It's certainly true that my enjoyment of the RenFest increased tremendously when I started attending as one of the performers -- which is to say, in Morris kit on Labor Day weekend when all the local Morris teams dance at the Festival. Actually, only MTM makes the big commitment all three days; the other teams tend to field a side on one day only, and my team often doesn't field a side at all (we're nearly two months out of season by this point). This year I went out both Saturday and most of Sunday, and had a fine old time. The Festival staff and performers live in their own private world, and the civilians who attend are phantoms to them. But when I walk the field in my kit and bells -- particularly in the morning, just before the gates open -- I am greeted and mocked and addressed as if I am one of them. Or one of "us", I guess. In part this is because I have a heavy gait and you can hear my bells ringing out as I tromp along the lanes ("You're the worst Ninja ever!" said one of the Festies to me on Sunday morning), and it's also because at the RenFest I can sing as I stroll and nobody can complain, since I am In Character. The Renaissance Festival is one of the only places in the US where everybody knows from my dress that I am a Morris dancer.
I do love those Festival Mornings, between 8:30 and 9. It's not yet hot, the village is coming alive, and every single person in sight is in costume. There are hundreds of people who work to create this illusion, an illusion that gets shattered when the cannon blasts and the field opens up.
Most years I buy something at the Festival, as there really are many fine craftsfolk. This year I bought a handmade broom with a carved handle (carved with leaves). I keep a broom out in a corner of my kitchen, so it's nice if the broom is pretty. It turns out the handmade broom sweeps notably better than a machine-made broom, so this was a good purchase.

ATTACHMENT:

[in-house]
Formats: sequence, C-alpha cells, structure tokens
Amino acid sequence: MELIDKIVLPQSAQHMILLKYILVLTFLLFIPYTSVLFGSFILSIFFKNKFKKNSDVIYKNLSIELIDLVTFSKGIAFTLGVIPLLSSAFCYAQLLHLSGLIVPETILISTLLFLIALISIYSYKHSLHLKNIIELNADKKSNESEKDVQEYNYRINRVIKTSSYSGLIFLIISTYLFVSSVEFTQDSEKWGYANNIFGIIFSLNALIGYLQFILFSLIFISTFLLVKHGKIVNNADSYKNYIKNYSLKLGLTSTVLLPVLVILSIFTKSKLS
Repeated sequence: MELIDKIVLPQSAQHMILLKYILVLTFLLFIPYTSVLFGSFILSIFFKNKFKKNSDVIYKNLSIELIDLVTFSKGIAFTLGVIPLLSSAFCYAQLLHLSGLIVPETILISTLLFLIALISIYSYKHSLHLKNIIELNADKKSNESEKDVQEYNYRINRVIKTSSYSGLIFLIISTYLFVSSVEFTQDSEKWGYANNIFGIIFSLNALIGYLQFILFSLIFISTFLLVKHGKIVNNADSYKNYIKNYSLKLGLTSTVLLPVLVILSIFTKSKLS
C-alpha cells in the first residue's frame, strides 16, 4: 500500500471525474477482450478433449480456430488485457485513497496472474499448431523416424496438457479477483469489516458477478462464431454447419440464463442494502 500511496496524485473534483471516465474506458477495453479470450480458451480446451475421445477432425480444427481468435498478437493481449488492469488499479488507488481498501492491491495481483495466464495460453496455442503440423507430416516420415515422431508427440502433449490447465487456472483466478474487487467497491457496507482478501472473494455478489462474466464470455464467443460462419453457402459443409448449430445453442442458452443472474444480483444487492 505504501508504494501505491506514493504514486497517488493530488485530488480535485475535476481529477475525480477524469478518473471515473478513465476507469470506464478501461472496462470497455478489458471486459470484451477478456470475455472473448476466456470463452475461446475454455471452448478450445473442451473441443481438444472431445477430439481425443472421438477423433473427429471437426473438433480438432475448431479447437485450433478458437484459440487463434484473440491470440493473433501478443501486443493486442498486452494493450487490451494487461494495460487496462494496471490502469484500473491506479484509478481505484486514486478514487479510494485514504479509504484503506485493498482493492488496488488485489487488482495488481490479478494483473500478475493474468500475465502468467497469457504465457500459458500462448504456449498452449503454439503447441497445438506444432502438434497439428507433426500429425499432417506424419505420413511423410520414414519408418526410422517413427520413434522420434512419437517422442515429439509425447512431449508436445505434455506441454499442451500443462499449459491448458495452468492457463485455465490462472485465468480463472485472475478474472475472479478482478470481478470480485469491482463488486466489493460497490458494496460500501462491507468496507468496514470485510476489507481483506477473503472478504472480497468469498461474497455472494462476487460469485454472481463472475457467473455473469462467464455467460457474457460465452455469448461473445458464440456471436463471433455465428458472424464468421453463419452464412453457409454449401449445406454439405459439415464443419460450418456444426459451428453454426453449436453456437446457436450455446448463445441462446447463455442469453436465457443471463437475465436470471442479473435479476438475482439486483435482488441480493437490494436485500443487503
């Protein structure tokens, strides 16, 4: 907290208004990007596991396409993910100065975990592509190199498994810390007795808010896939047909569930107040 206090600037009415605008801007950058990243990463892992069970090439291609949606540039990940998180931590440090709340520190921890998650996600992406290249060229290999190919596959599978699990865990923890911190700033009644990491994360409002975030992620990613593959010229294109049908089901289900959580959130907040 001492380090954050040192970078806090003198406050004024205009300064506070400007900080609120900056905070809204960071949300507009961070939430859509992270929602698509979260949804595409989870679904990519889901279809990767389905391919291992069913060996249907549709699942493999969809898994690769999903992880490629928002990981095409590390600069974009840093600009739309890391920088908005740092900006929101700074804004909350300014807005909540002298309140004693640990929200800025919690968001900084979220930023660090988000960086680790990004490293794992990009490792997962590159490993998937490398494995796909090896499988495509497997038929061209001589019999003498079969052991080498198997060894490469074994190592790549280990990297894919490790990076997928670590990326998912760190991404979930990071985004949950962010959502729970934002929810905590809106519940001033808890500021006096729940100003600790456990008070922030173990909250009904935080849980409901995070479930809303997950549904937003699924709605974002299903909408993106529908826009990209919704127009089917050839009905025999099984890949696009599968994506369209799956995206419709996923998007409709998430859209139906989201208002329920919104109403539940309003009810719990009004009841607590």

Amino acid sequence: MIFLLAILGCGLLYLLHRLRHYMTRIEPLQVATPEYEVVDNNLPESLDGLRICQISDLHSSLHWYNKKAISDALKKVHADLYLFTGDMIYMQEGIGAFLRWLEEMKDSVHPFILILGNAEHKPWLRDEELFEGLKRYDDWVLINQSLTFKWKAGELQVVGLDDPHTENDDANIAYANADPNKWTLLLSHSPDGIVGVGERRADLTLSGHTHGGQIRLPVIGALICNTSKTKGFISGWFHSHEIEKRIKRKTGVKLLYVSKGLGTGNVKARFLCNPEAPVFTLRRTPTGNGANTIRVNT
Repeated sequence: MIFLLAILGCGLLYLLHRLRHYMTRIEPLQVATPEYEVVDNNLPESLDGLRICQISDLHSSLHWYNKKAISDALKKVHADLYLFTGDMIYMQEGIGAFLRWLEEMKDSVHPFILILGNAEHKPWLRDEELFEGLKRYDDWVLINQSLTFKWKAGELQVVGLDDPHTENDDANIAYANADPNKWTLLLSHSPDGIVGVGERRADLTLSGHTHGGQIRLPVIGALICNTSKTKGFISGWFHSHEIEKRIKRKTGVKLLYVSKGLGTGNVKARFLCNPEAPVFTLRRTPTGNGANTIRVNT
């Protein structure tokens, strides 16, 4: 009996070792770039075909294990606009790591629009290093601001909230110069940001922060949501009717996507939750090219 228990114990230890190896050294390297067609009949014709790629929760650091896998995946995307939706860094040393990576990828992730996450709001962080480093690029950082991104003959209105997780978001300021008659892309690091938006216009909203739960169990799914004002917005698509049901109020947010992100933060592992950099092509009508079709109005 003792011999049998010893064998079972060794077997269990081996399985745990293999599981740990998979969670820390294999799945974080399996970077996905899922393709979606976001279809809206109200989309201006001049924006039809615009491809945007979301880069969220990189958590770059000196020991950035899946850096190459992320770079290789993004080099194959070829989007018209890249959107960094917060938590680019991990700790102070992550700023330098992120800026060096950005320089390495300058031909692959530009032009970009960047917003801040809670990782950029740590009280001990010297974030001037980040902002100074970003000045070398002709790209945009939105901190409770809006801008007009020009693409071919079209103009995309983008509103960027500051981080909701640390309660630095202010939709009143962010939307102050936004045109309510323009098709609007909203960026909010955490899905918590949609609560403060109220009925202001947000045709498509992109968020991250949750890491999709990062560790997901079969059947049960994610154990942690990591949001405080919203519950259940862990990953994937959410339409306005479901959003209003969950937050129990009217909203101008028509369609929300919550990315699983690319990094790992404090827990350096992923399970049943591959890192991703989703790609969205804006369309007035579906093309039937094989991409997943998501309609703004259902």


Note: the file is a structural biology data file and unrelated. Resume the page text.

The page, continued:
But even better: The broommakers (a husband and wife, I believe) use the smaller bits of wood they gather to carve wands. They are mostly oak and sassafras, and they find interestingly shaped or grained bits for the wands. The fancier wands have large beautiful glass marbles attached. So this year I took Anna and Lolo and Smack to the broommakers for a wand choosing ceremony, where I bought them their wands. They humored me completely in this regard, reminding me that the wand chooses the wizard. They tried out various wands, discussed what the wands might contain (Smack suggested that the wand that chose him contained the hair of his own dog, and Anna said that hers might contain the hair of her hamster.) I was pleased that they chose simple, rather than fancy wands. This was great fun. The broommakers carved the kids' initials into their wands -- and stained the carving or not, as the kids chose. Now I'm wishing that I'd bought myself a wand as well.
It's exhausting to spend even one day at the festival -- it's a long day, 8:30 to 7 or so, and you rarely stop walking or dancing. This weekend the sun was hot and strong. I was tremendously exhausted each night, but visions of men and women in their amazing Renaissance clothing ran through my head as I drifted off. I even got some dancing in.